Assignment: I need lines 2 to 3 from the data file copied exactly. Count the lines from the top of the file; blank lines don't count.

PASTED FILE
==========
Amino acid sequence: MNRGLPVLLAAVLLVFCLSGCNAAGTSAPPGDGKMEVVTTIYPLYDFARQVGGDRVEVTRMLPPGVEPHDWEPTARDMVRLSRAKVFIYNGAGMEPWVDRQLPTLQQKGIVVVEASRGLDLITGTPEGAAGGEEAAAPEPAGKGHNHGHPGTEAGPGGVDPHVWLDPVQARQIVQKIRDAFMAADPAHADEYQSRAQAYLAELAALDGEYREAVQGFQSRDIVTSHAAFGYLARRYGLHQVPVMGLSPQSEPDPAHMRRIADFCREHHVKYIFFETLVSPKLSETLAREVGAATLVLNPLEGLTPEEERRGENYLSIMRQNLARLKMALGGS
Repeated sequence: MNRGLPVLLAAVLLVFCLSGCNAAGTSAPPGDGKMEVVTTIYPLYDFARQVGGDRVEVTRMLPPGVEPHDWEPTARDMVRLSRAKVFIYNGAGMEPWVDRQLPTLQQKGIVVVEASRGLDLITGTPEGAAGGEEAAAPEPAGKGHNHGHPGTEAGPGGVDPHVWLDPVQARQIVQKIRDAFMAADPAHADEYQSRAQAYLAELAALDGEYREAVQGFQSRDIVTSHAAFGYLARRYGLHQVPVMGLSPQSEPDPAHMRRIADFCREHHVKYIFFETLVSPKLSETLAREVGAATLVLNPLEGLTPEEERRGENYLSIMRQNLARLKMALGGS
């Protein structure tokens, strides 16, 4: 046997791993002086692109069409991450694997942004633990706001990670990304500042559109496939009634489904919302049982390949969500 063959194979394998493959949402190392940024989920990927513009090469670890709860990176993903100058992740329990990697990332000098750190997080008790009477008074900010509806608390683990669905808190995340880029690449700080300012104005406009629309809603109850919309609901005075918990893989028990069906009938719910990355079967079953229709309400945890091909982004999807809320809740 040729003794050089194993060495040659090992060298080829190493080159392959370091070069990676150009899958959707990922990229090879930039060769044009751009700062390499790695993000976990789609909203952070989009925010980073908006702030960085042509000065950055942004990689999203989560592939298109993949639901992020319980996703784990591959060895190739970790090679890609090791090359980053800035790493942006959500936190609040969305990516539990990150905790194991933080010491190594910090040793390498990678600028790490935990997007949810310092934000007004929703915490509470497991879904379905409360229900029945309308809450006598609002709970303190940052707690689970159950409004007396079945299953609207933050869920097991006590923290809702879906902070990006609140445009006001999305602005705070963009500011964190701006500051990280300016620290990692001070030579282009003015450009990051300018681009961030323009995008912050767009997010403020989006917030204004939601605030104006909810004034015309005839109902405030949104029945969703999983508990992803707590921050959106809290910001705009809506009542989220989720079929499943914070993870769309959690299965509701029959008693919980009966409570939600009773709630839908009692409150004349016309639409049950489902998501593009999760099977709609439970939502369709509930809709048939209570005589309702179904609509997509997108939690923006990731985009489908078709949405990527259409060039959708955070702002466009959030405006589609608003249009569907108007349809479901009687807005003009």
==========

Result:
Repeated sequence: MNRGLPVLLAAVLLVFCLSGCNAAGTSAPPGDGKMEVVTTIYPLYDFARQVGGDRVEVTRMLPPGVEPHDWEPTARDMVRLSRAKVFIYNGAGMEPWVDRQLPTLQQKGIVVVEASRGLDLITGTPEGAAGGEEAAAPEPAGKGHNHGHPGTEAGPGGVDPHVWLDPVQARQIVQKIRDAFMAADPAHADEYQSRAQAYLAELAALDGEYREAVQGFQSRDIVTSHAAFGYLARRYGLHQVPVMGLSPQSEPDPAHMRRIADFCREHHVKYIFFETLVSPKLSETLAREVGAATLVLNPLEGLTPEEERRGENYLSIMRQNLARLKMALGGS
């Protein structure tokens, strides 16, 4: 046997791993002086692109069409991450694997942004633990706001990670990304500042559109496939009634489904919302049982390949969500 063959194979394998493959949402190392940024989920990927513009090469670890709860990176993903100058992740329990990697990332000098750190997080008790009477008074900010509806608390683990669905808190995340880029690449700080300012104005406009629309809603109850919309609901005075918990893989028990069906009938719910990355079967079953229709309400945890091909982004999807809320809740 040729003794050089194993060495040659090992060298080829190493080159392959370091070069990676150009899958959707990922990229090879930039060769044009751009700062390499790695993000976990789609909203952070989009925010980073908006702030960085042509000065950055942004990689999203989560592939298109993949639901992020319980996703784990591959060895190739970790090679890609090791090359980053800035790493942006959500936190609040969305990516539990990150905790194991933080010491190594910090040793390498990678600028790490935990997007949810310092934000007004929703915490509470497991879904379905409360229900029945309308809450006598609002709970303190940052707690689970159950409004007396079945299953609207933050869920097991006590923290809702879906902070990006609140445009006001999305602005705070963009500011964190701006500051990280300016620290990692001070030579282009003015450009990051300018681009961030323009995008912050767009997010403020989006917030204004939601605030104006909810004034015309005839109902405030949104029945969703999983508990992803707590921050959106809290910001705009809506009542989220989720079929499943914070993870769309959690299965509701029959008693919980009966409570939600009773709630839908009692409150004349016309639409049950489902998501593009999760099977709609439970939502369709509930809709048939209570005589309702179904609509997509997108939690923006990731985009489908078709949405990527259409060039959708955070702002466009959030405006589609608003249009569907108007349809479901009687807005003009």